Pope Francis exchanges gifts with Hungarian Prime Minister Viktor Orban, at Budapest’s Museum of Fine Arts, Sunday, Sept. 12, 2021. (Vatican Media via AP)

“When I am in front of a person, I look him in the eyes and let things come out,” the pope added in the interview, stating he prefers to have a “concrete” approach instead of having preconceived notions.

Francis also met with members of the local bishops’ conference, where he stressed “the Hungarian Church must be a builder of bridges and promoter of dialogue.”

Bridge-making was once again at the heart of the pope’s words to representatives of the Ecumenical Council of Churches and the Jewish community in Hungary.

“Whenever we were tempted to absorb the other, we were tearing down instead of building up. Or when we tried to ghettoize others instead of including them. How often has this happened throughout history! We must be vigilant and pray that it never happens again,” the pope told the religious representatives.

He also urged faith leaders to not give into “divisive words” and instead speak “words of openness and peace,” especially in a world already plagued by war and conflict.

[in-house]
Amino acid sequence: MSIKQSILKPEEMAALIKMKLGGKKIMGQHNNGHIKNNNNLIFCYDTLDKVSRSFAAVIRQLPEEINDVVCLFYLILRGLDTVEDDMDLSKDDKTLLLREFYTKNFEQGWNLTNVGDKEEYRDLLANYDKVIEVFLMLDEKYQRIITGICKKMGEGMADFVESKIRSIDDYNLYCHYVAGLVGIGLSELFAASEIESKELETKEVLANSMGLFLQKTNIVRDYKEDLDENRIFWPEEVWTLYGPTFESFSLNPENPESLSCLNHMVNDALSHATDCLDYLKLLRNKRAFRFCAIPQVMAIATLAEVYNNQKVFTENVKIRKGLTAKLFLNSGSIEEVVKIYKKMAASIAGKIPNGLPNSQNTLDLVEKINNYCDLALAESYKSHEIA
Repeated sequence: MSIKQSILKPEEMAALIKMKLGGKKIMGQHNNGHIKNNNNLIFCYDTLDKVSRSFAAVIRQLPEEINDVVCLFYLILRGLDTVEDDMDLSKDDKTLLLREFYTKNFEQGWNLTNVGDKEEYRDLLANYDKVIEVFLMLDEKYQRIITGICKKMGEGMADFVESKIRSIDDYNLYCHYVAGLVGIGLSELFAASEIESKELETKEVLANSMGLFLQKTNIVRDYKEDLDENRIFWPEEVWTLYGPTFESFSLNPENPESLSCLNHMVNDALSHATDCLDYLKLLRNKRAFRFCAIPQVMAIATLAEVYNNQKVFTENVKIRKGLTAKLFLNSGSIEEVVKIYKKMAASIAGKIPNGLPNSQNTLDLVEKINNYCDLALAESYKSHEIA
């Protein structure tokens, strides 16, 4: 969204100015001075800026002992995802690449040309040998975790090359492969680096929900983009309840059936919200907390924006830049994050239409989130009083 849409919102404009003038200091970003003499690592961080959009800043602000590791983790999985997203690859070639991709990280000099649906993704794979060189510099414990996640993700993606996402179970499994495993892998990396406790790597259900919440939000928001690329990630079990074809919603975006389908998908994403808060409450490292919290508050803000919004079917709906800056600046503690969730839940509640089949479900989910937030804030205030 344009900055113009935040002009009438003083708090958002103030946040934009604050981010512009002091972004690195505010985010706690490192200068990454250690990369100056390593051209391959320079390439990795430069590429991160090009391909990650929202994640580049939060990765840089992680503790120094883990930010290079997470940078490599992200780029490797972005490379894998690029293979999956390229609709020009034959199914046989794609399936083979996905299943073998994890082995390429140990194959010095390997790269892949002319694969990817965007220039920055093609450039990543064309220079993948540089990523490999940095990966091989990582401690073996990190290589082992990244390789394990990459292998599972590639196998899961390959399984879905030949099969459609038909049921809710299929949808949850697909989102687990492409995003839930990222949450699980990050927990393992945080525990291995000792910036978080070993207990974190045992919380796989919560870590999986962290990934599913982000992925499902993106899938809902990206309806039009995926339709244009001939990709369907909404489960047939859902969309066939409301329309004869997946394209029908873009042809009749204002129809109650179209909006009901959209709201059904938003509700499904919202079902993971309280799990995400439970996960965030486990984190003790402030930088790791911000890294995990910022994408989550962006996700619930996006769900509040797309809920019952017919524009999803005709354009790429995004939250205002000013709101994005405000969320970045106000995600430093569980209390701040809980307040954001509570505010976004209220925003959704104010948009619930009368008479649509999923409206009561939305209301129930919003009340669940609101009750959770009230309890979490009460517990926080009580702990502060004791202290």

The highlight of the papal visit was the Eucharistic Congress, a meeting of lay and religious Catholics centered on the sacrament of Communion and aimed at promoting evangelization, prayer and adoration. Pope Francis said the closing Mass at the event and during his homily laid out three steps for faithful wishing to follow in Jesus’ footsteps.

Referring to the importance of proclaiming the Gospel, Francis said, “The Eucharist is here to remind us who God is.” Faithful must seek to follow Jesus in a “concrete way,” he said, adding, “the ritual elements” of the Eucharist are but an addition to “the simplicity of Bread ready to be broken, distributed and eaten.”

The pope also offered practical advice on discernment, or spiritual reflection, through Christ, which must avoid the desire “to reign with power in order to silence our enemies.” Through an adoration of the Eucharist, he said, we can heal from “our self-absorption, open our hearts to self-giving, liberate us from our rigidity and self-concern, free us from the paralyzing slavery of defending our image and inspire us to follow him wherever he would lead us.”

Francis’ homily called faithful to “walk behind Jesus” by welcoming the vulnerability of encounter and showing a “willingness to let ourselves be broken for others.”

The papal message for unity and bridge-building was brought home by the Archbishop of Budapest, Cardinal Péter Erdő, welcoming Francis at Heroes’ Square.

“Budapest, at the center of Hungary and Europe, is a city of bridges. We feel the vocation to be the bridges between East and West, between different cultural and religious worlds and between nations,” he said.